Over 50 law students, from 1st to 5th year, gathered for Indian constitutional history workshop at KLE Law College, Bangalore on the 13th of November. Our workshop aimed to: introduce the rich constitutional history resources, provide a primer to the CADIndia website, and engage, through a pedagogically developed worksheet, with debates around freedom of speech.

A CADIndia team member initiated the session with an image of Nehru speaking in the Constituent Assembly. Students were quick to identify the intricate details: the picture was taken on 9th December 1946 during Nehru’s speech on the Objectives Resolution. They further identified the role of the Resolution in the constitution-making project.

Students were asked if there was no prior constitutional imagination before 1946. They said yes and cited the Government of India Act, 1935 and the Nehru Report, 1928.

The CADIndia team member added that these documents were of two types: British authored documents (e.g. Minto-Morley Reforms, various Charter acts) and Indian aspirational declarations (e.g. The Swaraj Bill 1895, Karachi Resolution, 1931).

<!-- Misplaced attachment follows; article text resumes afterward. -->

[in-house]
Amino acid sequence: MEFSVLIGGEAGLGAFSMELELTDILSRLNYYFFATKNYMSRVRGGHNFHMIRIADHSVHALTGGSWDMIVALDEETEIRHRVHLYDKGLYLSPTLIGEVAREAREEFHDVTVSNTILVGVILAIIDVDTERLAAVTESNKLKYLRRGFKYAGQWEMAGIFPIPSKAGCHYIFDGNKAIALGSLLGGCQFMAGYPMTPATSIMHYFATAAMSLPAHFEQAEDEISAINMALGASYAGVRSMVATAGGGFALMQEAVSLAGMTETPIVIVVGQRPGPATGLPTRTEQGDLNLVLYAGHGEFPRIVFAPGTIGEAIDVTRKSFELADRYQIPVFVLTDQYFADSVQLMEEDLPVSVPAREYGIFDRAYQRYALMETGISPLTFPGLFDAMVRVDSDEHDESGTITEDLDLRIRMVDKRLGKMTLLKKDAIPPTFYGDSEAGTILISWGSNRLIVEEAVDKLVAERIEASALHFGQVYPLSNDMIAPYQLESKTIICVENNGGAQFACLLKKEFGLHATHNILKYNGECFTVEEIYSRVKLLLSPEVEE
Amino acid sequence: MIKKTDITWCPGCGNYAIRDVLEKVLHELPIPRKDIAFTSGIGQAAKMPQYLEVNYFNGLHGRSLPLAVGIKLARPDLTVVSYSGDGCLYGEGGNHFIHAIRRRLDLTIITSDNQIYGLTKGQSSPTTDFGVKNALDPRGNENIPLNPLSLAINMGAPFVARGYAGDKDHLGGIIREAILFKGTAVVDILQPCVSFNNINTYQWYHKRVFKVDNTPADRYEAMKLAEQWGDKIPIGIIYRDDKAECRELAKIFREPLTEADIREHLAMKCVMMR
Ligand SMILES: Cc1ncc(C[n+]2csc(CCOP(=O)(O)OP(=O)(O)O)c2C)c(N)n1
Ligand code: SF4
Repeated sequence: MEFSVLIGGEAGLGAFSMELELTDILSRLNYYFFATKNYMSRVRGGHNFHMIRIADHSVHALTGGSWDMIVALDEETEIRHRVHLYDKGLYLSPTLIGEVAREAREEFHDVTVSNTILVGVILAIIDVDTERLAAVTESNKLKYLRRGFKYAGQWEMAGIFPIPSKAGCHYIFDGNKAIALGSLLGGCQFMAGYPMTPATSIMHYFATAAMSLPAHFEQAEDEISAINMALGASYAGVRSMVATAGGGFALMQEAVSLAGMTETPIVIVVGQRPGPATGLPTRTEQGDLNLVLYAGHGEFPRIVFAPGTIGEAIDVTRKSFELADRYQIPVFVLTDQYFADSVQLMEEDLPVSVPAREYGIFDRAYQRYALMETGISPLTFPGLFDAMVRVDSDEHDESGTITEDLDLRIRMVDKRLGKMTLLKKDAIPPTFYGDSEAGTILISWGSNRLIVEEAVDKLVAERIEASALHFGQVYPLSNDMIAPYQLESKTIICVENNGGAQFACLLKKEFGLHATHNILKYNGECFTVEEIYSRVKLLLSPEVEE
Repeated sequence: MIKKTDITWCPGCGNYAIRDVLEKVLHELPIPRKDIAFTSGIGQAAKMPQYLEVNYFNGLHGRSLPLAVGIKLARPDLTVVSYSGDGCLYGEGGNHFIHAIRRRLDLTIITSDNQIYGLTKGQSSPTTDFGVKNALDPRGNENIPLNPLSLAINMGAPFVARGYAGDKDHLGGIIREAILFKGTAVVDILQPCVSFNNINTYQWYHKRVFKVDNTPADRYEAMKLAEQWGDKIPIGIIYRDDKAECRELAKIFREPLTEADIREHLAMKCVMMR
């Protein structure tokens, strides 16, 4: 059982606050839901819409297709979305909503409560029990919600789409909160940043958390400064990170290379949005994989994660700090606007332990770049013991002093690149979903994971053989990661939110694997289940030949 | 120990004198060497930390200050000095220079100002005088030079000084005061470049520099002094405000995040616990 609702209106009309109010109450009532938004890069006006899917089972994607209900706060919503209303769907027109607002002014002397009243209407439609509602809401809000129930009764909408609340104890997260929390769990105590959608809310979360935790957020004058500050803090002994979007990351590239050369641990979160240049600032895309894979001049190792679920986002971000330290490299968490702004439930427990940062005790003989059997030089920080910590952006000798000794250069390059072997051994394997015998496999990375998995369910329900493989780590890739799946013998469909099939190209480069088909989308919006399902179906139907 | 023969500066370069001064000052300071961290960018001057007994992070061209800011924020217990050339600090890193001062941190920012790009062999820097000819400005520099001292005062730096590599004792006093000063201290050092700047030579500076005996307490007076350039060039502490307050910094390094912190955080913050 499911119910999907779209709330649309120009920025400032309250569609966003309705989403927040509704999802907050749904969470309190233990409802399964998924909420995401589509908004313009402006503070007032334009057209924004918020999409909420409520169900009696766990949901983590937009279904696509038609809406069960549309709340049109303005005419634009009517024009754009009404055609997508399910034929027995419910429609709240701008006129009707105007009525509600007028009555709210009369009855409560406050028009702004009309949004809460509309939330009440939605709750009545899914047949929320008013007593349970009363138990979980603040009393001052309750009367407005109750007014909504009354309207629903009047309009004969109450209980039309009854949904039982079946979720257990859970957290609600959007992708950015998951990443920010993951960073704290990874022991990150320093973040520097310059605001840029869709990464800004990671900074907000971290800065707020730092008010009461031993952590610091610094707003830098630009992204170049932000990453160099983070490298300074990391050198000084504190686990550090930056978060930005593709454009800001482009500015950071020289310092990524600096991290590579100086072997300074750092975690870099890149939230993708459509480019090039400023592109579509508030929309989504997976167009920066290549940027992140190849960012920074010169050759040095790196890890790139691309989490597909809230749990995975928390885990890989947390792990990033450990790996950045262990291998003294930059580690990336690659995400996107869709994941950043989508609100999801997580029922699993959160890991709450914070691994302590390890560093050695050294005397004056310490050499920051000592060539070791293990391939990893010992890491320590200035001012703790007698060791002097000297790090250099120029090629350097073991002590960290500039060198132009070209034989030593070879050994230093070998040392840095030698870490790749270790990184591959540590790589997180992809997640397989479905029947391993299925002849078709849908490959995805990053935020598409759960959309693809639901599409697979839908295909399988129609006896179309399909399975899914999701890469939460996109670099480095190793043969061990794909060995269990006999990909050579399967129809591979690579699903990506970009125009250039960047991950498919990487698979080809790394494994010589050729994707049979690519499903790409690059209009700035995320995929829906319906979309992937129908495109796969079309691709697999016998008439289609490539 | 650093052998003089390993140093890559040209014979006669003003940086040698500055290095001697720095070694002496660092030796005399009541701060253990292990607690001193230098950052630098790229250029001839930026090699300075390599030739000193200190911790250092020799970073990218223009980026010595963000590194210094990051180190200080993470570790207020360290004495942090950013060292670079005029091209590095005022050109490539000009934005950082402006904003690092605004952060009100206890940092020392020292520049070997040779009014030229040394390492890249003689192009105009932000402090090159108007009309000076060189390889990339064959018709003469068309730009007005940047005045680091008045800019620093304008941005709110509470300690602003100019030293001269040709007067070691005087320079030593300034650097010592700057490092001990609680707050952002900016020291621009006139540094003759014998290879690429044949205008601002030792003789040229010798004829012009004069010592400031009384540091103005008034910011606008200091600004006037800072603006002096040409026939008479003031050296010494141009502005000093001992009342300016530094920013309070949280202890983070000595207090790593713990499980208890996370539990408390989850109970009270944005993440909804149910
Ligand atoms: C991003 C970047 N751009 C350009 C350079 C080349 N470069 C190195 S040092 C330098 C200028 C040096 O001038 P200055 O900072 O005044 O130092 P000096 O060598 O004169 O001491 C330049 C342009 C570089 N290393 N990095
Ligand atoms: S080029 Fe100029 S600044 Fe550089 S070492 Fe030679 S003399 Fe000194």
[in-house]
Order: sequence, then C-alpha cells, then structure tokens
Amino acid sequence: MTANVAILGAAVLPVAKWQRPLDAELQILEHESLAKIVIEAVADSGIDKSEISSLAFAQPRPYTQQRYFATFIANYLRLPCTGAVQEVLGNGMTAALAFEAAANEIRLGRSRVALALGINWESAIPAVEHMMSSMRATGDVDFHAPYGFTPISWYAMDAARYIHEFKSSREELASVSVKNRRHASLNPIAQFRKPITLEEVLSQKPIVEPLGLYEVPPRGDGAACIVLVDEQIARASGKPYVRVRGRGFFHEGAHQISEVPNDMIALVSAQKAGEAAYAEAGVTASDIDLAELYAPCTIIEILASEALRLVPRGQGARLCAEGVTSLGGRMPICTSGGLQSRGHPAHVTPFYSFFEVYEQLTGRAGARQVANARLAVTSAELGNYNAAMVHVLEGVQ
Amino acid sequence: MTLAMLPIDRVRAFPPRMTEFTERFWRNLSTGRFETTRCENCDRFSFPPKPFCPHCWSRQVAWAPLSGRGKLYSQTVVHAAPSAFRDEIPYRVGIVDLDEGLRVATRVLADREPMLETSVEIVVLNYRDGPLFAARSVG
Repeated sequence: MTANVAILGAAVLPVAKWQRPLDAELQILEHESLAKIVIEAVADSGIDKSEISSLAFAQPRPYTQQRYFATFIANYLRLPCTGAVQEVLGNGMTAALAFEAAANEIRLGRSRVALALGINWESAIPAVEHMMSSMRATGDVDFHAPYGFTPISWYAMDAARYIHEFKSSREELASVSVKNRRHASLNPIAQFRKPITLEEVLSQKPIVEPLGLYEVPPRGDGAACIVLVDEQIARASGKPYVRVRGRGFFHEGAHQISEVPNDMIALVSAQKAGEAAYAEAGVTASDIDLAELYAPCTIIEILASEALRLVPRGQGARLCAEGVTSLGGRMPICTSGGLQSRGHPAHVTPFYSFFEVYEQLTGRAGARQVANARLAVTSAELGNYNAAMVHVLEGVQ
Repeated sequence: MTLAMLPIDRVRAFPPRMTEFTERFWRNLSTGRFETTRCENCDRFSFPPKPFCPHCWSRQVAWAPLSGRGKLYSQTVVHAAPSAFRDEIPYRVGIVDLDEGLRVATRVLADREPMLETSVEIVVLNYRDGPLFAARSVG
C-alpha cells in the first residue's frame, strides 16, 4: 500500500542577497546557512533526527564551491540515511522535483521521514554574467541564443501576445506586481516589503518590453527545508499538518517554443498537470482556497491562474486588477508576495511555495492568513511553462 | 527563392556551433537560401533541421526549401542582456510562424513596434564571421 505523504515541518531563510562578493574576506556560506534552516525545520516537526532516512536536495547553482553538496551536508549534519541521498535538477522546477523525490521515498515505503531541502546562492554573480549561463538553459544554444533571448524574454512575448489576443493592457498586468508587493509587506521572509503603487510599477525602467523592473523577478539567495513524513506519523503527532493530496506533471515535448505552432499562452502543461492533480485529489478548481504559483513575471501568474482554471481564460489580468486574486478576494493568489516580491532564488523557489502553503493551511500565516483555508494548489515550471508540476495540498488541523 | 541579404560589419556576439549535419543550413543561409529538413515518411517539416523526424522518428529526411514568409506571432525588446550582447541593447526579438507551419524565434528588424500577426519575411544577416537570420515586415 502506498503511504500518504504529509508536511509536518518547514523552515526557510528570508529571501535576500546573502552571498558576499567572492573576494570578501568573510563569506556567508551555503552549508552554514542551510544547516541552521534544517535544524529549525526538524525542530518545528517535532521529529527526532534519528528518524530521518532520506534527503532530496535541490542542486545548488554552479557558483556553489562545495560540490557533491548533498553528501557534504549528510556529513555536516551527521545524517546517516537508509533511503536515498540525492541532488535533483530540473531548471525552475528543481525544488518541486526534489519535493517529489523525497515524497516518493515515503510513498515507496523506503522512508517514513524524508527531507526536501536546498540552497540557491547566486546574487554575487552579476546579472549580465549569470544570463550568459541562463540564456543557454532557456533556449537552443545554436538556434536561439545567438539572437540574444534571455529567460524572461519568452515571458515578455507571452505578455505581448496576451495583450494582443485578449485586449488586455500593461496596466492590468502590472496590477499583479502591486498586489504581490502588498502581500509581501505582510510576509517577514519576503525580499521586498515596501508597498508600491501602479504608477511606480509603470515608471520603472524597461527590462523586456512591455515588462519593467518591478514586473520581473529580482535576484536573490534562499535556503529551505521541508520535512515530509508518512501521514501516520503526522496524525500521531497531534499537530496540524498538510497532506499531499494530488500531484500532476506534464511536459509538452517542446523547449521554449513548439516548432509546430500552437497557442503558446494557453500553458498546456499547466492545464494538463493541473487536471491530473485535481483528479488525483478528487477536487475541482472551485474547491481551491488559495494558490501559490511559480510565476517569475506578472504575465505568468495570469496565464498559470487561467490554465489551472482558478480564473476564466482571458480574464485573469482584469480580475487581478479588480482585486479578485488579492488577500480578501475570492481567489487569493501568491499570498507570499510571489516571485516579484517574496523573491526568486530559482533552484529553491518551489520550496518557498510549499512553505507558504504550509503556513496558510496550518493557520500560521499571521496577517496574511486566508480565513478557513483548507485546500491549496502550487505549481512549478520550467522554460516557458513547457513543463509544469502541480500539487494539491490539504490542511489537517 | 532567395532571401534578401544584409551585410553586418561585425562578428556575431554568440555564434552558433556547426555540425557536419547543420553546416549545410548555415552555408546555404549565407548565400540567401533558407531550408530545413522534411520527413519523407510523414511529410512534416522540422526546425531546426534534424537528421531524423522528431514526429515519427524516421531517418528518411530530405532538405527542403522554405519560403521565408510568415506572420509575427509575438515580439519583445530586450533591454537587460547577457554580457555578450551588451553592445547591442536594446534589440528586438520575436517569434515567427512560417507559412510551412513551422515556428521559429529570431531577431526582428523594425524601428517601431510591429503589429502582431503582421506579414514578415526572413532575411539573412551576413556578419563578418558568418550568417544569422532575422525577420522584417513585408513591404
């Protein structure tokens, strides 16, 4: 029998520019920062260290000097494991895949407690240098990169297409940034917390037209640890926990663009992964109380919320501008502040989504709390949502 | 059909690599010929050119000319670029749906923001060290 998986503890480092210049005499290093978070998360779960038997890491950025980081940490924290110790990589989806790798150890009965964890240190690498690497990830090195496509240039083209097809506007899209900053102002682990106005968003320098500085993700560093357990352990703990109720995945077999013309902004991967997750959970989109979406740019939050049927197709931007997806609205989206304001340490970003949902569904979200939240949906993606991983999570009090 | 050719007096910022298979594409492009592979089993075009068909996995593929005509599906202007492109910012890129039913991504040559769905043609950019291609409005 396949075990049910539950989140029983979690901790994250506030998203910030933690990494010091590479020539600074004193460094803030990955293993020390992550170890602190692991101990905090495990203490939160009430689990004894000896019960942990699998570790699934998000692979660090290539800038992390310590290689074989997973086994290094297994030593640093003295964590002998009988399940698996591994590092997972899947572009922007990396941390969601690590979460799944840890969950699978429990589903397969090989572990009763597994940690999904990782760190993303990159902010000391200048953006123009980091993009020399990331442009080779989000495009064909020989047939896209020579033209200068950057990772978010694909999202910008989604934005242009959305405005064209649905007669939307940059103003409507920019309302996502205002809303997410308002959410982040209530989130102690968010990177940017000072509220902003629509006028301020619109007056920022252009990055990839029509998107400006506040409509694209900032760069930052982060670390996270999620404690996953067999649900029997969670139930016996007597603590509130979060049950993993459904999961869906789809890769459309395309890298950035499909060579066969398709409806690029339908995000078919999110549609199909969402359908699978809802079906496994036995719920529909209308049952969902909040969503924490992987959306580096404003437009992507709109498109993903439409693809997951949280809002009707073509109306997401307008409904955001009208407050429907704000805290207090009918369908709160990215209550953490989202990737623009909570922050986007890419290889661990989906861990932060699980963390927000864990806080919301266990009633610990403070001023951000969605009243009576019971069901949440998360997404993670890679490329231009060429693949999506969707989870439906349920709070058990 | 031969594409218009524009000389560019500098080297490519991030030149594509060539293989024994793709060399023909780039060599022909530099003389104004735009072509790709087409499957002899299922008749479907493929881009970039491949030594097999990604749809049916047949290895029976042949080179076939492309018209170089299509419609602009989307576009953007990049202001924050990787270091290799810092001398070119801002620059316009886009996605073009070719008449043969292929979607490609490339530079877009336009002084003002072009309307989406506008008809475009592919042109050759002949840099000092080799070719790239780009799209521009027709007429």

After a short introduction to Indian constitutional history materials and their relevance, the students began solving a worksheet on freedom of speech. It made them locate the specific dates of the debate and identify prominent members who participated in it along with their key arguments.

Students through the chronology filter searched for the earliest articulation of freedom of speech and compared it with the Indian Constitution. They then observed that the Constitution of India Bill (Swaraj Bill) 1895 (“Bill”) did not envisage restrictions for free speech. However, the Indian Constitution had clearly spelt out restrictions. The Bill had delegated the power of listing restrictions to the Parliament.  The Constitution took it upon itself to do so and gave the courts the power to interpret and apply these restrictions.  

The students worked through more questions and closely examined the Assembly’s arguments on free speech while simultaneously making contemporary references.